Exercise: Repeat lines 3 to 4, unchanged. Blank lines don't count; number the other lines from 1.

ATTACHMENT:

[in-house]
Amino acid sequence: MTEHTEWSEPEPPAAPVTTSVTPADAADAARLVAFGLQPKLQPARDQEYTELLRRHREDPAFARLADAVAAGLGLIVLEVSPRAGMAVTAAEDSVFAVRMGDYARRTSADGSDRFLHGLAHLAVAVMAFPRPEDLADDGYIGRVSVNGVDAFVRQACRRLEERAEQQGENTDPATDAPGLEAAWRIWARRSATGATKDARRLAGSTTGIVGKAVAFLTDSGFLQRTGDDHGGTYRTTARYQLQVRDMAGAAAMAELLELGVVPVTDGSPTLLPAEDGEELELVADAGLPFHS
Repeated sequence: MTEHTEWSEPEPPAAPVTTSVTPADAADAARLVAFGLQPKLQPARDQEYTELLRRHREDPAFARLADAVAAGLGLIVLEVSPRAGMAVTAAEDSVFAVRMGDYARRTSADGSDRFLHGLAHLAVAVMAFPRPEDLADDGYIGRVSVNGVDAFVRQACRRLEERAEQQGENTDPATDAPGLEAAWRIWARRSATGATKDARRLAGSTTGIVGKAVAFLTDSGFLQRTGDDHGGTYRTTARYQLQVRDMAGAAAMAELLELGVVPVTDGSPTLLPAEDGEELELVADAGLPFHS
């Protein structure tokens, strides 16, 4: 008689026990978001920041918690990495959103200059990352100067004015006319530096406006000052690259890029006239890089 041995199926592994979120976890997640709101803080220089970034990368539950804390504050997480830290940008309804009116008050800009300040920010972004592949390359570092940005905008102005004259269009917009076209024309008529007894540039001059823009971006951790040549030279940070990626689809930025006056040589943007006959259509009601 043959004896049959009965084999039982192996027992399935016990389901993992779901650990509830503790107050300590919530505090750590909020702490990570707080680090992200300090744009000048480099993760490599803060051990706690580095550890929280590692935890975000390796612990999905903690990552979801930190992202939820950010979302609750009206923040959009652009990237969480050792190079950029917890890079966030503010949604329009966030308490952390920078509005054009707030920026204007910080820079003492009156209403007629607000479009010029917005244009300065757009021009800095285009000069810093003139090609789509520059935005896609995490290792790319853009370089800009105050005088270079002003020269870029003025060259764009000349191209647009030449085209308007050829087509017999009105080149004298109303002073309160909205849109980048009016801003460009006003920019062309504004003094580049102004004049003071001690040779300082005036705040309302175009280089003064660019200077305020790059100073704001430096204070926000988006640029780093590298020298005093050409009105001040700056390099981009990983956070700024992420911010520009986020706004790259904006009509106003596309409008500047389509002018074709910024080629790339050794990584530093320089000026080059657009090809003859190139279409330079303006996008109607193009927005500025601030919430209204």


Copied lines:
Repeated sequence: MTEHTEWSEPEPPAAPVTTSVTPADAADAARLVAFGLQPKLQPARDQEYTELLRRHREDPAFARLADAVAAGLGLIVLEVSPRAGMAVTAAEDSVFAVRMGDYARRTSADGSDRFLHGLAHLAVAVMAFPRPEDLADDGYIGRVSVNGVDAFVRQACRRLEERAEQQGENTDPATDAPGLEAAWRIWARRSATGATKDARRLAGSTTGIVGKAVAFLTDSGFLQRTGDDHGGTYRTTARYQLQVRDMAGAAAMAELLELGVVPVTDGSPTLLPAEDGEELELVADAGLPFHS
């Protein structure tokens, strides 16, 4: 008689026990978001920041918690990495959103200059990352100067004015006319530096406006000052690259890029006239890089 041995199926592994979120976890997640709101803080220089970034990368539950804390504050997480830290940008309804009116008050800009300040920010972004592949390359570092940005905008102005004259269009917009076209024309008529007894540039001059823009971006951790040549030279940070990626689809930025006056040589943007006959259509009601 043959004896049959009965084999039982192996027992399935016990389901993992779901650990509830503790107050300590919530505090750590909020702490990570707080680090992200300090744009000048480099993760490599803060051990706690580095550890929280590692935890975000390796612990999905903690990552979801930190992202939820950010979302609750009206923040959009652009990237969480050792190079950029917890890079966030503010949604329009966030308490952390920078509005054009707030920026204007910080820079003492009156209403007629607000479009010029917005244009300065757009021009800095285009000069810093003139090609789509520059935005896609995490290792790319853009370089800009105050005088270079002003020269870029003025060259764009000349191209647009030449085209308007050829087509017999009105080149004298109303002073309160909205849109980048009016801003460009006003920019062309504004003094580049102004004049003071001690040779300082005036705040309302175009280089003064660019200077305020790059100073704001430096204070926000988006640029780093590298020298005093050409009105001040700056390099981009990983956070700024992420911010520009986020706004790259904006009509106003596309409008500047389509002018074709910024080629790339050794990584530093320089000026080059657009090809003859190139279409330079303006996008109607193009927005500025601030919430209204």